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Gazebo and Hidden Meadow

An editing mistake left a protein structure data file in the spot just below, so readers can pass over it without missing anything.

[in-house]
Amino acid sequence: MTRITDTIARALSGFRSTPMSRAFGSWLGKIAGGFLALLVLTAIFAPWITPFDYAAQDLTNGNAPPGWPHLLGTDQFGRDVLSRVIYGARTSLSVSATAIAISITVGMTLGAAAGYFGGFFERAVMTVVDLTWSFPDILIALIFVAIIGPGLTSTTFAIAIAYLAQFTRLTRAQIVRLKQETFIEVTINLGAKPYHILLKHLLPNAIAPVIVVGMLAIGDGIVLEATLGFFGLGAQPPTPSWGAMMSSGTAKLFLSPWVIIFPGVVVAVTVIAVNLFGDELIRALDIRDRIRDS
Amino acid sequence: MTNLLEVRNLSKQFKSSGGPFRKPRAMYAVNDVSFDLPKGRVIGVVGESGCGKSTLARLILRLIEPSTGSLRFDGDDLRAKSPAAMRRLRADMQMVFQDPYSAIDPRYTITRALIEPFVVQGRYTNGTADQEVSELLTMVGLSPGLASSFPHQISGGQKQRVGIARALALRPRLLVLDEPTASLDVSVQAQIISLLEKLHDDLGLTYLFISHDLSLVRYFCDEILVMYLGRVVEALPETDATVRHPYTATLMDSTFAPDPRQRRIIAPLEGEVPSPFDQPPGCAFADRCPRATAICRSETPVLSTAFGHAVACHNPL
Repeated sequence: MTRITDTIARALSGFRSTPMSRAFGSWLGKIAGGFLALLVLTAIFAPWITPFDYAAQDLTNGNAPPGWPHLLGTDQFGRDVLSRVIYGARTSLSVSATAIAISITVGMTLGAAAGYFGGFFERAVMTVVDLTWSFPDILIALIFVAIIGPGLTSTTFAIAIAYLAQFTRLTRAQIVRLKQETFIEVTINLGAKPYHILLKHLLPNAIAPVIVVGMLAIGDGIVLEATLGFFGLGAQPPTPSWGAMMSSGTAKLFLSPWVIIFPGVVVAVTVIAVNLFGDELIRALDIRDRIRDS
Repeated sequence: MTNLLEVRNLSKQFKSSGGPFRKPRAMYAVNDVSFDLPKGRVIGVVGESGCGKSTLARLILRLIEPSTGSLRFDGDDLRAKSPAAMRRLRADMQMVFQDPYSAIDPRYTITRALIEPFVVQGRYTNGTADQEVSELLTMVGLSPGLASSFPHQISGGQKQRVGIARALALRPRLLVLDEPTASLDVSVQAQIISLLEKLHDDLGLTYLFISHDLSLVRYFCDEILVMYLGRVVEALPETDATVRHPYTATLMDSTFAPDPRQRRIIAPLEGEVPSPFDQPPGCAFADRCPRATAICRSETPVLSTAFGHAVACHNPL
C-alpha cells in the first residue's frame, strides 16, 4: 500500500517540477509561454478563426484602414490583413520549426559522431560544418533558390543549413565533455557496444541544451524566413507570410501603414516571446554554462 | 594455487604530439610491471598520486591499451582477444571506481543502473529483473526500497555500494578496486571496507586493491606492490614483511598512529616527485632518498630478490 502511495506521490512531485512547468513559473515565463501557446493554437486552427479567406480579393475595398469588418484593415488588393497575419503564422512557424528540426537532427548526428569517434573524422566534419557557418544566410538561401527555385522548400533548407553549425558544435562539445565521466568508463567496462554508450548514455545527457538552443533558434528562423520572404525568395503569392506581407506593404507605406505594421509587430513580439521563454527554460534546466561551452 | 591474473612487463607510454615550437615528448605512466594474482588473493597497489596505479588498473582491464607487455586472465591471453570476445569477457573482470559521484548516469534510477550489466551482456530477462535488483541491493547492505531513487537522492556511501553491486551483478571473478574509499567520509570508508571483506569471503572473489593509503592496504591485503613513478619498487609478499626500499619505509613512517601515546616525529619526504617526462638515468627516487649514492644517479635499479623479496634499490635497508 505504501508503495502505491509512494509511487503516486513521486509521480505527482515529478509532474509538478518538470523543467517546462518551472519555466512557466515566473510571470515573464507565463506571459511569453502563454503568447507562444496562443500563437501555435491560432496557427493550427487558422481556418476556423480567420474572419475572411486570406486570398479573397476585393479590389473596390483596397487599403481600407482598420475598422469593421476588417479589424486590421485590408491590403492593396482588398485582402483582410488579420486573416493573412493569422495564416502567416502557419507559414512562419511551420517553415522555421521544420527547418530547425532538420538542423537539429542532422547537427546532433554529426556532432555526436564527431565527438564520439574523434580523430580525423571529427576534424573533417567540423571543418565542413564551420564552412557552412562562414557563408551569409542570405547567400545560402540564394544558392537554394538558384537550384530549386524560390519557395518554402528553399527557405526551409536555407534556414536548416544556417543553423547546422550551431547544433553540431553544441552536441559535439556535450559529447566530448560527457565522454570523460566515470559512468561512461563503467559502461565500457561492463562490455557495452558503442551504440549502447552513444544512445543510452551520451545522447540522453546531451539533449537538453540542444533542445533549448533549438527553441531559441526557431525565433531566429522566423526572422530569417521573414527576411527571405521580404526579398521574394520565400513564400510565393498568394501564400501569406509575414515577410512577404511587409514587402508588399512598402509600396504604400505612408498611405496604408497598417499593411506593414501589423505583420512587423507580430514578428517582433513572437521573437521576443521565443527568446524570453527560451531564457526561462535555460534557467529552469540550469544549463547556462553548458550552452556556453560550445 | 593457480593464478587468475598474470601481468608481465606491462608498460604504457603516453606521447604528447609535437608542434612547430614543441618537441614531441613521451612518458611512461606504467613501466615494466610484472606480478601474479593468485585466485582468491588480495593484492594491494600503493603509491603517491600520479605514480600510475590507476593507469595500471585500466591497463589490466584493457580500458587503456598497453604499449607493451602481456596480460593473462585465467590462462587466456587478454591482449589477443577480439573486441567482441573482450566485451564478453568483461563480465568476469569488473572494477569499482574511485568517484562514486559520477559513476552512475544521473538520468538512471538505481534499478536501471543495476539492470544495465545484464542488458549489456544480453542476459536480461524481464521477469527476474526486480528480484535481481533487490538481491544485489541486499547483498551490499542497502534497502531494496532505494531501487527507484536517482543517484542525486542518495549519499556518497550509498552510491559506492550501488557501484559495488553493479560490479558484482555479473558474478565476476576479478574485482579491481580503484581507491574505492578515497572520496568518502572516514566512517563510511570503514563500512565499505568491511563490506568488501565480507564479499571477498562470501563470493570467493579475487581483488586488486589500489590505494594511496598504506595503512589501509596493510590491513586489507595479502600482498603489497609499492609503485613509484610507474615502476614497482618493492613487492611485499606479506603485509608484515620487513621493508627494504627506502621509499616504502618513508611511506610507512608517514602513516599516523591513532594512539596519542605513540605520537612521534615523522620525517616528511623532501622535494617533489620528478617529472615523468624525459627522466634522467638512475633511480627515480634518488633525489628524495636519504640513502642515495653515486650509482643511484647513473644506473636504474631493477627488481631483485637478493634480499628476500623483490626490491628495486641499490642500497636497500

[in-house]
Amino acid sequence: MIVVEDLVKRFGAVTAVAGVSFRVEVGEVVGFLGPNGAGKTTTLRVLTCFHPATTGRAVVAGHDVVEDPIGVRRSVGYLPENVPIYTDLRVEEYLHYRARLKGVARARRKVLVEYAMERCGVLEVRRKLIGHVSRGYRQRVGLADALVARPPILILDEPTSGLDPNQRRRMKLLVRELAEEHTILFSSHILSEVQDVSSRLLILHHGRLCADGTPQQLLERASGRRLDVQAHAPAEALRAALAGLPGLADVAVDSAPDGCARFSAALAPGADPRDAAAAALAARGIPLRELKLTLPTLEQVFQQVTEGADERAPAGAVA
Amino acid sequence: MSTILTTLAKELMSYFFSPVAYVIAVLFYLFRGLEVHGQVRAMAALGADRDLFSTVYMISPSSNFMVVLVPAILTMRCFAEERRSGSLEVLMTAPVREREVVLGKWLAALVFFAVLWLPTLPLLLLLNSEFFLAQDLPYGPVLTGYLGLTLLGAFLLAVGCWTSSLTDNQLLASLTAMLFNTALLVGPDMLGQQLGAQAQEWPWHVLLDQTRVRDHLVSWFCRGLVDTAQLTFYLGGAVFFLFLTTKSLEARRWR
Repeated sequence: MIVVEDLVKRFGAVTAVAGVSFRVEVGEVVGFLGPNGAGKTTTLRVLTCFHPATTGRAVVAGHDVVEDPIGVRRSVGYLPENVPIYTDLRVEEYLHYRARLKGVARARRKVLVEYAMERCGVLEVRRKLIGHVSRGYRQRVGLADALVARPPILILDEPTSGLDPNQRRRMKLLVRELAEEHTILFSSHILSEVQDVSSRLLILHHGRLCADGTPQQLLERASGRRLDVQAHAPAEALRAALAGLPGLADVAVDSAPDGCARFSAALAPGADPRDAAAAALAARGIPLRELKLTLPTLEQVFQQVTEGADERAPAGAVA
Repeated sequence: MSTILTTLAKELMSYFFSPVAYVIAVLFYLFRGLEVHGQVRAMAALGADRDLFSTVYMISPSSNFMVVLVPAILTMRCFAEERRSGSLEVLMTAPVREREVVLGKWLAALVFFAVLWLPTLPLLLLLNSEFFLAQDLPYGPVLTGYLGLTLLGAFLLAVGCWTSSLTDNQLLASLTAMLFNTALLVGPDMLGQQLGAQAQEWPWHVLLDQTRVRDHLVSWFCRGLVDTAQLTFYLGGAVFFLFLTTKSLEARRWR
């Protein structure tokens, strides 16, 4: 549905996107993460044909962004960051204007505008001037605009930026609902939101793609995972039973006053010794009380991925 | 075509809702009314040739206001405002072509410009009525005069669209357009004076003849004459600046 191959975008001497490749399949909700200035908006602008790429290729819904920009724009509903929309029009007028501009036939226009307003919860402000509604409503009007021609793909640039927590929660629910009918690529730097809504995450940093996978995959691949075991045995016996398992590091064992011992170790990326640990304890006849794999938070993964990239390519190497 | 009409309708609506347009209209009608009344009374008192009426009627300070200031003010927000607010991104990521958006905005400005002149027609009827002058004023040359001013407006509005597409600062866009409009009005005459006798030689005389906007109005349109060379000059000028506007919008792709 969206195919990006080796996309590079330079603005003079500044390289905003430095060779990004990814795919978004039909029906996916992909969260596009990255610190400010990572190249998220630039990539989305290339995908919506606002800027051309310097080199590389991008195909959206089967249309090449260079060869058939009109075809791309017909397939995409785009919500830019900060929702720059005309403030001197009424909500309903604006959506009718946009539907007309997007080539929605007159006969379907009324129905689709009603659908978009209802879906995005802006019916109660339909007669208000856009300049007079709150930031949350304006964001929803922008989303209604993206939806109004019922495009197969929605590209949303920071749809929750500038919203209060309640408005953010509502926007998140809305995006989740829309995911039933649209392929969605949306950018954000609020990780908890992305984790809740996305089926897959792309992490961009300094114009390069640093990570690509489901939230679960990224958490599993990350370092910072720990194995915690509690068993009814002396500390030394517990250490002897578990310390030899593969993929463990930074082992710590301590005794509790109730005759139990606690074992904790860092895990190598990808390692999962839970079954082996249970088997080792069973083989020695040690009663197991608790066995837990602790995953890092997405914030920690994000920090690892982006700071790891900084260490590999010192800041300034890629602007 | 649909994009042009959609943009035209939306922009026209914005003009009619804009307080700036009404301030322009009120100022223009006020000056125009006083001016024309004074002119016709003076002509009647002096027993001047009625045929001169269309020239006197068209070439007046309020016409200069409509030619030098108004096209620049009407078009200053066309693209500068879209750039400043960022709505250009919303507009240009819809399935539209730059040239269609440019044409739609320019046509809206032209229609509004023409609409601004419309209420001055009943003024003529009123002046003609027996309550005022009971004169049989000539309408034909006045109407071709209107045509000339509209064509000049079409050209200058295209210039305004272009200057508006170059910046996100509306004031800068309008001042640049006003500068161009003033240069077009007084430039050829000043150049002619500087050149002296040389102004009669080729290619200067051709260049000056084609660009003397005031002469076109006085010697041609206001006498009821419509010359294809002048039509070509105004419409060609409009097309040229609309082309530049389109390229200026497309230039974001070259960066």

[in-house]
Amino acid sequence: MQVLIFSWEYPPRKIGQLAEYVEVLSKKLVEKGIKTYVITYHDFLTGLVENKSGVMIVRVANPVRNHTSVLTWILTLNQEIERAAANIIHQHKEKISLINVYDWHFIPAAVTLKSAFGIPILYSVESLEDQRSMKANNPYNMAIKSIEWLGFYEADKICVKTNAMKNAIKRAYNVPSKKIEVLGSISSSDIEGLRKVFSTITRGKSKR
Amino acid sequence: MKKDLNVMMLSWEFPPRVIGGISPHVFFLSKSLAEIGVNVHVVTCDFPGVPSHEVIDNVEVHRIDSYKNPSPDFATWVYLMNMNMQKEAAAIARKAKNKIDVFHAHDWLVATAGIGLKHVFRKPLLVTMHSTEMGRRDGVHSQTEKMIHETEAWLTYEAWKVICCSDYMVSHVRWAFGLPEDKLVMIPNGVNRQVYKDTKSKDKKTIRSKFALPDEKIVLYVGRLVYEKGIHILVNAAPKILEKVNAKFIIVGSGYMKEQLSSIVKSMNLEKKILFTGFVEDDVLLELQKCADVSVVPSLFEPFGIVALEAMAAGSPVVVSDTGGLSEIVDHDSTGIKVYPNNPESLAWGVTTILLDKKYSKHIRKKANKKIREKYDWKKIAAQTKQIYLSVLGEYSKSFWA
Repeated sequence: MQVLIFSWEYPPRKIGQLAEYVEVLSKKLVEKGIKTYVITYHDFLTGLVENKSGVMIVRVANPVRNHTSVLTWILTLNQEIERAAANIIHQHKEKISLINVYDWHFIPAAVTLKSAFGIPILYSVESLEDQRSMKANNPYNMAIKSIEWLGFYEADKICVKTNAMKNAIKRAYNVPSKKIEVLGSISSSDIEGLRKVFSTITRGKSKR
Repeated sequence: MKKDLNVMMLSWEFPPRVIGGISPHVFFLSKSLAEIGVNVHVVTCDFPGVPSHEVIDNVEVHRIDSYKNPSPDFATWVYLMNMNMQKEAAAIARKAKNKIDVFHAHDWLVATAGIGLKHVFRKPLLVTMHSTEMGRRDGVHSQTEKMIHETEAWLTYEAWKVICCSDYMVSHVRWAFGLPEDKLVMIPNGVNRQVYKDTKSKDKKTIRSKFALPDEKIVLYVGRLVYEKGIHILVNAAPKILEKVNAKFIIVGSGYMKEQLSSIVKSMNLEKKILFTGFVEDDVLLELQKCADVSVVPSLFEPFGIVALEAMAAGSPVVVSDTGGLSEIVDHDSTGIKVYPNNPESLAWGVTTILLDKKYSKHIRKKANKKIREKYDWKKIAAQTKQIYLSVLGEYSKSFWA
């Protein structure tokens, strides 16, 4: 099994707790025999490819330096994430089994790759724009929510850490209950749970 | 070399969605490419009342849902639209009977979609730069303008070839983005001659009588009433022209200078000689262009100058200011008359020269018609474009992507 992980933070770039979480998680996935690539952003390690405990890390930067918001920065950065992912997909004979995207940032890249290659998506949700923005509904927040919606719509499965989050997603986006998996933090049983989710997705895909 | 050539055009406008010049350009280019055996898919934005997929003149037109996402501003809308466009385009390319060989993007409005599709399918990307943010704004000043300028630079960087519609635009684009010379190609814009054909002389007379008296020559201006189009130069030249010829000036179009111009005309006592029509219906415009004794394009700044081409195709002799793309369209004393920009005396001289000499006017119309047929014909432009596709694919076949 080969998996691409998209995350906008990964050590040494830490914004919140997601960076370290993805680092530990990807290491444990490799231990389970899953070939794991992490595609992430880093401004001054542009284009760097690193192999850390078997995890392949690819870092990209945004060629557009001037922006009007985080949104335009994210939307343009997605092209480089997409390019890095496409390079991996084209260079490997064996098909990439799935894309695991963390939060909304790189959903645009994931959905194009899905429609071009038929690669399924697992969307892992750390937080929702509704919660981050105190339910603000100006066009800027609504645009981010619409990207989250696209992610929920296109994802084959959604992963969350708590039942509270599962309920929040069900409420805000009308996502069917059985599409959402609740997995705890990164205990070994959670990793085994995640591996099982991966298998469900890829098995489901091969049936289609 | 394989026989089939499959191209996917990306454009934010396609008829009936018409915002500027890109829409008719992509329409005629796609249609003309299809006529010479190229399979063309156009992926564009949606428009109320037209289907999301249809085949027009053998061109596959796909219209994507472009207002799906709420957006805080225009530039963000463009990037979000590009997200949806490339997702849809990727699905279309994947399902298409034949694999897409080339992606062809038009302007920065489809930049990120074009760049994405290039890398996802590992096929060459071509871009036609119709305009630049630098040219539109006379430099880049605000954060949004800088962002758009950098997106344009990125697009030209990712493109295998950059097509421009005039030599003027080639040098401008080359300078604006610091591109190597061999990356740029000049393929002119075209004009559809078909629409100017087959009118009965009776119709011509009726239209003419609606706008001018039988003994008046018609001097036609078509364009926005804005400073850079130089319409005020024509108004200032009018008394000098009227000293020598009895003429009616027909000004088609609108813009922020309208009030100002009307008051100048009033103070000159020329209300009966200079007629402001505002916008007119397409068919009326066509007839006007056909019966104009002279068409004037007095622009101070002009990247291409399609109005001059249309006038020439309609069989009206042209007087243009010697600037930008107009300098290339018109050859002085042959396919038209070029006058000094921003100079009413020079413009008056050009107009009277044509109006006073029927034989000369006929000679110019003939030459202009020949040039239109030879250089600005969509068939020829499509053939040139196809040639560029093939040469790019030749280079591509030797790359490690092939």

From the northwest corner of the side yard, there is a marked trail leading to the gazebo. Walking along this trail into the woods, you can see a hedge of cut tree branches. This is a “dead hedge” which provides safe shelter for small critters, birds, and insects. Peter brought the idea of a dead hedge with him from England, where it is widely utilized to promote habitat preservation. The Gazebo serves as refuge to relax and just enjoy nature. For safety, the Gazebo is closed during the open garden; thank you for your understanding. The Gazebo overlooks the hidden meadow, which is actually the septic field for the house. After the septic lines were installed, the field was seeded with a wildflower mix. From year to year, and season to season, the flora in the wildflower meadow changes. Our maintenance of this meadow consists primarily of removing dead stems in early spring as the new growth emerges, and weeding out the pervasive wild blackberries and sweetgums which would quickly take over the space if allowed. At the far northeast corner of the hidden meadow in a small (ok, teeny tiny) pond. Although our land includes a tributary creek which feeds into the Etowah River 1 mile away, that creek is 100 feet down in the ravine. We wanted to provide a water source in the upper garden area for small wildlife, so we built up a small earthen berm, lined the shallow pool with a pond liner, and buried a 100-foot drain pipe from the rain downspout of the house to provide water to the pond. In 8 years, we have had to fill the pond with a hose only twice during droughts. As you leave the hidden meadow, you will pass a pollinator garden on the left. This garden features a 3-year-old Bracken’s Brown Magnolia, the blossoms of which provide nectar for honeybees. Among the butterfly bushes, we planted swamp milkweed. Last August, we counted 17 monarch caterpillars on the milkweed. This garden is also planted with Benary’s Giant Zinnias, a variety which is mildew resistant and blooms gloriously until frost, much to the delight of butterflies and bees.

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